The accretion of relativistic and nonrelativistic fluids into a Reissner-Nordström black hole is revisited. The position of the critical point, the flow velocity at this point, and the accretion rate are only slightly affected with respect to the Schwarzschild case when the fluid is nonrelativistic. On the contrary, relativistic fluids cross the critical point always subsonically. In this case, the sonic point is located near the event horizon, which is crossed by the fluid with a velocity less than the light speed. The accretion rate of relativistic fluids by a Reissner-Nordström black hole is reduced with respect to those estimated for uncharged black holes, being about 60% less for the extreme case (charge-to-mass ratio equal to one).

The steady relativistic spherical flow of a perfect gas into a black hole has been intensely investigated in the past thirty years and a comprehensive review on the subject can be found, for instance, in [

Under adiabatic conditions (the cooling time is longer than the free-fall timescale), the gas is compressed as it approaches the horizon, its temperature increases, and X-rays are emitted from the inner accreting envelope. This emission preheats the infalling gas, reducing considerably the accretion rate and the radiative efficiency [

How the inflow properties are affected if the black hole has an electrical charge? Although the existence of charged black holes in the universe may be contested, some authors have hypothesized that such objects could play an important role in some astrophysical processes. For instance, the creation of positron-electron pairs in the “dyadosphere” of a Reissner-Nordström (RN) black hole was investigated in [

As mentioned above, the formation of a charged black hole during the gravitational collapse and, in particular, the formation of a “dyadosphere” present several difficulties whose discussion is beyond the scope of the present paper (see, however, criticisms by [

The metric describing an RN black hole is given by

We assume that a steady spherical inflow is set up inside the influence radius of the black hole, defined by the equality between the gravitational potential of the black hole and the mean kinetic energy of particles constituting the fluid far away from the horizon. Denoting by “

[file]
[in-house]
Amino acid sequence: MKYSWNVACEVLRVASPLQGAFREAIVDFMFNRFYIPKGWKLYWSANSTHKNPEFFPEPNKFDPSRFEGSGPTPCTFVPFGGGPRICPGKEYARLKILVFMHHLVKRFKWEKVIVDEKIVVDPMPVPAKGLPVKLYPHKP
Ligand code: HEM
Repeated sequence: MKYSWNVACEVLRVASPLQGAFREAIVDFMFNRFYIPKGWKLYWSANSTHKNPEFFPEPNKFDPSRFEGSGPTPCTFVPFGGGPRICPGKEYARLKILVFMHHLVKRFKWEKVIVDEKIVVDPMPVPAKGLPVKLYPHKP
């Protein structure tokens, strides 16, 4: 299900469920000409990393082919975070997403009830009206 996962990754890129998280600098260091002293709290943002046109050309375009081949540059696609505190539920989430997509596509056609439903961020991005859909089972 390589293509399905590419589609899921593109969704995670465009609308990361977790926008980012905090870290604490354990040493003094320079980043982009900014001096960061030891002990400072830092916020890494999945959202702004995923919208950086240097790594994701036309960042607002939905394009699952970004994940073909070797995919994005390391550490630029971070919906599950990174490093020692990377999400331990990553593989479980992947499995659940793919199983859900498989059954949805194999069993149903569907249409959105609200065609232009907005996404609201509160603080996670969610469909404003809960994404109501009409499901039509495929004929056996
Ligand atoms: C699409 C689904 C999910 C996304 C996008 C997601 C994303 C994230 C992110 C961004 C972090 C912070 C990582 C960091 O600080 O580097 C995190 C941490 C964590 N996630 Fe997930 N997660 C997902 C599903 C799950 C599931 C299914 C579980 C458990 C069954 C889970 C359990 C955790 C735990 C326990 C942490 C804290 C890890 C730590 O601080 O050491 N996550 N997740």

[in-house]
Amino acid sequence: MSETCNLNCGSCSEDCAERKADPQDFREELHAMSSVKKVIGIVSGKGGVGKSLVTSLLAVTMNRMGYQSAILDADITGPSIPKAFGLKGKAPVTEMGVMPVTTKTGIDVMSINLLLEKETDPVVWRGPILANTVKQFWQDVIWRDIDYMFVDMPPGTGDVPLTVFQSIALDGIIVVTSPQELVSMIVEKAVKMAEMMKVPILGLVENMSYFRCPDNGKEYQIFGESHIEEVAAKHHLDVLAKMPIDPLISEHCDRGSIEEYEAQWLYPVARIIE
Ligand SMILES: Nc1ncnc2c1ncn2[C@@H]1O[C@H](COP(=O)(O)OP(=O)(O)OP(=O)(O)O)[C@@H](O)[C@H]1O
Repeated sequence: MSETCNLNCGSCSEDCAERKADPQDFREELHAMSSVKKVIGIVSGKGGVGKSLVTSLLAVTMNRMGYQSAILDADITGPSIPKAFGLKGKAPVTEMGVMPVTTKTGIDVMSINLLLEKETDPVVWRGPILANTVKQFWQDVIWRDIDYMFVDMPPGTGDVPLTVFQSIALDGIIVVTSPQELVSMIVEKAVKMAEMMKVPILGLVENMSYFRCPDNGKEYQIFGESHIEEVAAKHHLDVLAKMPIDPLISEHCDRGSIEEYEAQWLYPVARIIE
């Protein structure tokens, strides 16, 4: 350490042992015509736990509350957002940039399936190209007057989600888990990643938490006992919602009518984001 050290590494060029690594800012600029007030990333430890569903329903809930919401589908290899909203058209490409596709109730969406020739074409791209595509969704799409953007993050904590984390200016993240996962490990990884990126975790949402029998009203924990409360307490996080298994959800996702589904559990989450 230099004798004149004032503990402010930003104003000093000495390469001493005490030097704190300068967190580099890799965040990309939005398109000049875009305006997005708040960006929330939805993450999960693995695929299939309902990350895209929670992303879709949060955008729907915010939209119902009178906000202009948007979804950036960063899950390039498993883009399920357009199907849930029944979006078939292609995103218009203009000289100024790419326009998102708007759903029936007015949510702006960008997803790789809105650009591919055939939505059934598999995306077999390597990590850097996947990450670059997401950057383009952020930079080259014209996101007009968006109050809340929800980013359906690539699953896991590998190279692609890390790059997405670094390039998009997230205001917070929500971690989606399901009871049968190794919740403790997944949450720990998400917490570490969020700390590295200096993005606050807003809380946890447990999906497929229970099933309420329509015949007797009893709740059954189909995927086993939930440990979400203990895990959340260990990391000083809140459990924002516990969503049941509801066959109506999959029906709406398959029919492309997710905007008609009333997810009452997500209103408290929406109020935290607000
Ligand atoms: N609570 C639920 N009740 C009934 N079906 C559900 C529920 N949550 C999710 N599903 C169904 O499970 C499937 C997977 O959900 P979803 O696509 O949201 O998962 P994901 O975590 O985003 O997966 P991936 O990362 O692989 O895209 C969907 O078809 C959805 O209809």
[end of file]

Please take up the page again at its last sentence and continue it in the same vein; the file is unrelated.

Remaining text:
On the other hand, the integration of the space component of (

The critical point of the flow occurs when both bracketed factors in (

The conditions at the critical point (coordinate

For a baryonic nonrelativistic fluid with an equation of state

The accretion rate can now be computed from the conditions at the critical radius, that is,

In order to derive the radial velocity and the density profiles of the flow, let us define the dimensionless variables ^{−1}.

Radial velocity profiles for a nonrelativistic fluid being accreted by a Reissner-Nordström black hole for different charge-to-mass ratios. The radial coordinate is given in terms of the gravitational radius.

Figure ^{6}–10^{7} K near the horizon. It should be emphasized that these values correspond to an adiabatic flow and that radiative transfer effects may change appreciably these results.

Compression factor profiles for an inflow of a nonrelativistic gas as a function of the radial coordinate in units of the gravitational radius for different charge-to-mass ratios.

When

In the case of a relativistic fluid, the equation of state is simply given by

When

For the extreme case (

The radial velocity profile (left ordinate) for an accreting relativistic fluid as a function of the radial coordinate, in units of the gravitational radius, for an extreme RN black hole. The profile of the compression ratio (right ordinate) is also shown.

The accretion rate can be computed from the flow conditions at the critical point by following the same steps as before. In this case, one obtains

It can be easily verified that in this case the accretion efficiency decreases by almost 60% with respect to an uncharged black hole.

The steady and spherically symmetric accretion of nonrelativistic and relativistic fluids into a Reissner-Nordström black hole was revisited. A charged black hole modifies slightly the properties of the inflow of a nonrelativistic fluid since the critical radius, the radial velocity at the critical point, and the accretion rate are affected only by second-order terms in the charge-to-mass ratio.

The situation is rather different for the inflow of relativistic fluids. Firstly, the critical point occurs closer to the horizon, what is not the case for the inflow of nonrelativistic fluids. Secondly, the crossing of the critical point occurs always in a subsonic regime, even if the black hole is uncharged, contrary to what is usually stated in the literature. The sonic point is reached only very near the horizon and the fluid crosses the horizon with a velocity less than the light speed. In nonrelativistic flows, the ratio between the particle density near the horizon and at “infinity” may attain values of the order of

When